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Program Overview:

Students interested in engineering will learn a variety of skills applicable to the industry.

Recommended Class Sequence:

Engineering Technology should be taken during 9th grade, but can be taken anytime during the four years of high school. It must be taken before or concurrently with Robotics 1 & 2. 

Robotics 1 & 2 should be taken during 10th or 11th grade, but can be taken anytime during the four years of high school. It can be taken concurrently with CAD Mechanical 1 and Engineering Principles 1. 
(Physics with Technology, or AP Physics recommended) 

CAD Mechanical 1 Period 8 only (SLCC College Credit) and Engineering Principles 1 can only be taken in 11th or 12th grade. No prerequisites required 
(Physics with Technology, AP Physics or AP Physics C Mechanics recommended) 

CAD Mechanical 2 & 3 Period 3 only (SLCC College Credit) can only be taken during 11th or 12th grade. It should be taken after CAD Mechanical 1 and Engineering Principles 1 before or concurrently with Engineering Capstone 

Engineering Capstone Period 4 only and can only be taken during the 11th or 12th grade year. It should be taken after CAD Mechanical 2 & 3, but can be taken concurrently with CAD Mechanical 2 & 3. This is the capstone class of the Engineering program at Alta High School. 
(Physics with Technology, AP Physics or AP Physics C Mechanics recommended)

Course Descriptions:

Engineering Technology – A foundational engineering design course that introduces basic problem-solving and documentation skills. Various aspects of engineering will be explored along with technology’s environmental, societal, political, and economic impacts on our world. By utilizing problem-solving skills, students will develop essential abilities and attitudes that will, in turn, expand their occupational opportunities in the world of engineering. 

Robotics – A lab-based, hands-on curriculum combining electrical, mechanical and engineering principles. Students will learn to design, build, program and control robotic devices by applying science, technology, engineering, and math concepts. A rigorous study and application of electrical concepts will include sources of energy, electrical safety, use and identification of basic electronic components, sensors, and actuators. Engineering concepts will include: mechanical design, prototype development, design testing, programming, and proper engineering documentation. Industrial automation, robotic applications, and career opportunities will also be discussed.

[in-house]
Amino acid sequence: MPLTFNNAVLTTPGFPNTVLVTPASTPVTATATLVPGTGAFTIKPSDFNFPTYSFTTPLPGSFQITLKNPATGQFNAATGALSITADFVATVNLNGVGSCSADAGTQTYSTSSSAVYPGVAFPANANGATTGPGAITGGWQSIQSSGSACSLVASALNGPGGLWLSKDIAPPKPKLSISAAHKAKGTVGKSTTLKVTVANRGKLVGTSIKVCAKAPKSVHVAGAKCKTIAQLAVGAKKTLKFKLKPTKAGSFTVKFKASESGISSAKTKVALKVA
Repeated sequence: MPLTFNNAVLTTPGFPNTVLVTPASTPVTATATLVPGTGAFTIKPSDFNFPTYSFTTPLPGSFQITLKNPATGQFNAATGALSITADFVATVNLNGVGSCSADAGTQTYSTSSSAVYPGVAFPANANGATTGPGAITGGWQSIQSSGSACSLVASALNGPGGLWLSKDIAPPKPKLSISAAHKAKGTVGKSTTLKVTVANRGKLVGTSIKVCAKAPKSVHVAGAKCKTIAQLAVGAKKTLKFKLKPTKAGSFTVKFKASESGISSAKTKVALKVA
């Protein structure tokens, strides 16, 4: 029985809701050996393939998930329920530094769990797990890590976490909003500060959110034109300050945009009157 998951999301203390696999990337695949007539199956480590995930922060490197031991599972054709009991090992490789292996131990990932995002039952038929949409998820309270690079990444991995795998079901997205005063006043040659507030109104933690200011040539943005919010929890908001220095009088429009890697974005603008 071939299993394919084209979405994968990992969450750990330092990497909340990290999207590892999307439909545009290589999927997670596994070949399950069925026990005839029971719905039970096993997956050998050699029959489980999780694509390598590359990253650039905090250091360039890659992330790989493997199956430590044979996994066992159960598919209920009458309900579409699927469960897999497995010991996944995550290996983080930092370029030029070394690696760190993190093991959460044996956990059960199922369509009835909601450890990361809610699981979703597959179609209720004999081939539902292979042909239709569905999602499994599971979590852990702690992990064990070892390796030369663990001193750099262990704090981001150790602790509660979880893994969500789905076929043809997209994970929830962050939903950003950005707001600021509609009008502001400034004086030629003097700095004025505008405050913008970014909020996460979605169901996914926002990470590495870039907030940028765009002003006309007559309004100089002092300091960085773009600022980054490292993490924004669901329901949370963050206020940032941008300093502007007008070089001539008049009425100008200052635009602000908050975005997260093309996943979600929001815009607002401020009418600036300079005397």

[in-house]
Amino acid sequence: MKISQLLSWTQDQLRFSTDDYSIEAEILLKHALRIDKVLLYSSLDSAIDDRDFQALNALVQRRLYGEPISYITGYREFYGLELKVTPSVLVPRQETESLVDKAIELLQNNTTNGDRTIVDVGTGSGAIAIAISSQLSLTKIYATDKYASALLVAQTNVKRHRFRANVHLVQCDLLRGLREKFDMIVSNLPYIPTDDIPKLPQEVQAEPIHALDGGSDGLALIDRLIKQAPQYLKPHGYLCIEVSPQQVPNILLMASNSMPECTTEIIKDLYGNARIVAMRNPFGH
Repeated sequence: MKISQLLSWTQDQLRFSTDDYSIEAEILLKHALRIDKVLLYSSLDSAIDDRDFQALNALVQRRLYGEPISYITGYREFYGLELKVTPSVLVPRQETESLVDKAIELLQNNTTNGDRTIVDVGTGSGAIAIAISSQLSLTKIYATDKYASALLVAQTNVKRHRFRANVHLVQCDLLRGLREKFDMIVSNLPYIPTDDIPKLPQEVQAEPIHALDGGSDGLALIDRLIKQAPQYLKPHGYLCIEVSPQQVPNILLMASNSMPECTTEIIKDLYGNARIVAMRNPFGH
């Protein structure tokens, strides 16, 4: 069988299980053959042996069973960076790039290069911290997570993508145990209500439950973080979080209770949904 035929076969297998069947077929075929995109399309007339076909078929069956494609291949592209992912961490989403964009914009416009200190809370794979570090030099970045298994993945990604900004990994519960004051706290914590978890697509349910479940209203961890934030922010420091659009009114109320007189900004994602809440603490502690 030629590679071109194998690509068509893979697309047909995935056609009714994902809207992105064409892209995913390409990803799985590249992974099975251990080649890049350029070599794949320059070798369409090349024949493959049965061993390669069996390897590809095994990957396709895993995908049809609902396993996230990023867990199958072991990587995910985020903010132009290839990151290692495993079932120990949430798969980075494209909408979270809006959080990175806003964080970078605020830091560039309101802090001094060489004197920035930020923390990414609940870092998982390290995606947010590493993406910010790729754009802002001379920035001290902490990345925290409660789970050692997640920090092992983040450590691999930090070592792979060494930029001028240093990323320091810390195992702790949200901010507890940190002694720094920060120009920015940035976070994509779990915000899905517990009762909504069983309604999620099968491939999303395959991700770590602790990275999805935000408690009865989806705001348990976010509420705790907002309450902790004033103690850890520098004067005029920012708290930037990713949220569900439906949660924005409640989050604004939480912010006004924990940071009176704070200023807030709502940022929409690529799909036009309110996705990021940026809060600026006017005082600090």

CAD Mechanical – Introduces high school students to the engineering design process and to the properties of good design. Students will plan, complete, and document a number of analysis-based designs. Skills will be developed in the creation of memos, design reports, and technical drawings using 2D/3D CAD software. The course content will be covered through a series of hands-on activities. 

Engineering Principles – A hands-on course that ties together observations and concepts common to a variety of different engineering disciplines in order to develop a better understanding of basic math and science principles used in engineering.
By utilizing problem-solving skills in a laboratory environment, students will develop skills and attitudes that
impact and expand occupational opportunities. 

Engineering Capstone – As members of an engineering team, students apply science, technology, and mathematical concepts and skills to solve engineering design problems or to significantly innovate existing products. Students research, develop, test, and analyze designs using criteria such as cost, effectiveness, safety, human factors, and ethics. Long term project development by student teams and regular interaction with and presentations to members of industry are essential components to the success of this course. 

Physics “With Technology” – Highly recommended for 10th, 11th, and 12th grade students. The physics/electronics curriculum is divided into four major topics: (1) motion of objects, (2) forces acting on objects, (3) energy, and (4) circuits. The study is developed around systems and the nature of science. It is recommended the student take Secondary Math II before taking this course.

AP Physics 1 / Honors Physics – Highly recommended for grades 11-12. Students must have successfully completed Secondary Mathematics II. AP Physics 1 is the equivalent of a first semester algebra-based college physics course, but it is designed to be taught over a full academic high school year to enable AP students to develop deep understanding of the content. The course covers Newtonian mechanics (including rotational dynamics and angular momentum); work, energy and power; mechanical waves and sound; and an introduction to electric circuits. As part of this class students have the opportunity to complete 10 labs outside of the school day at the University of Utah for university credit. 

AP Physics C Mechanics – Highly recommended for grades 11-12. Students must be concurrently enrolled in AP Calculus and have completed an introductory physics course. AP Physics C Mechanics is the equivalent of a first semester calculus-based college physics course, but it is designed to be taught over a full academic high school year to enable AP students to develop deep understanding of the content. The focus of AP Physics C Mechanics is classical Newtonian mechanics. It is especially appropriate for students planning to enter careers in engineering or physical science. University credit can be earned with a successful performance on the Advanced Placement exam. As part of this class students have the opportunity to complete 10 labs outside of the school day at the University of Utah for university credit.

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